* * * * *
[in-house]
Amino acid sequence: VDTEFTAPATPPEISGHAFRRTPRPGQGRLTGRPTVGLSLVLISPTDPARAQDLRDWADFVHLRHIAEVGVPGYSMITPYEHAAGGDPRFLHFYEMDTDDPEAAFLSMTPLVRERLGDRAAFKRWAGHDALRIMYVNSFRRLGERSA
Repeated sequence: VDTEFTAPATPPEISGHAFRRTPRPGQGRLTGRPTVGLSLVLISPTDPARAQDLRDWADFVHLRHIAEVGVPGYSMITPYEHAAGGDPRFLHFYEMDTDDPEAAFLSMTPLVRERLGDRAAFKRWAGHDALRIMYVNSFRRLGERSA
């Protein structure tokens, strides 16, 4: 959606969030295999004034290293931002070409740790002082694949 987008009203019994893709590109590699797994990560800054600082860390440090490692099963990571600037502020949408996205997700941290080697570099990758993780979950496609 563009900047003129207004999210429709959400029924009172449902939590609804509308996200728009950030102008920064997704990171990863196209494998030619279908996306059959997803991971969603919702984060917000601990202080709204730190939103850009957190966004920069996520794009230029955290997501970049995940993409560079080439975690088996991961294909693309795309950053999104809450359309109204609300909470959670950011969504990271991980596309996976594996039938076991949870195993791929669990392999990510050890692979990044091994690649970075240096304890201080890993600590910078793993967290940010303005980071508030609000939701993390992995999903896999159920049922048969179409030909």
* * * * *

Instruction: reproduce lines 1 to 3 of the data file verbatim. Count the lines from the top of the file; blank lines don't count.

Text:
[in-house]
Amino acid sequence: VDTEFTAPATPPEISGHAFRRTPRPGQGRLTGRPTVGLSLVLISPTDPARAQDLRDWADFVHLRHIAEVGVPGYSMITPYEHAAGGDPRFLHFYEMDTDDPEAAFLSMTPLVRERLGDRAAFKRWAGHDALRIMYVNSFRRLGERSA
Repeated sequence: VDTEFTAPATPPEISGHAFRRTPRPGQGRLTGRPTVGLSLVLISPTDPARAQDLRDWADFVHLRHIAEVGVPGYSMITPYEHAAGGDPRFLHFYEMDTDDPEAAFLSMTPLVRERLGDRAAFKRWAGHDALRIMYVNSFRRLGERSA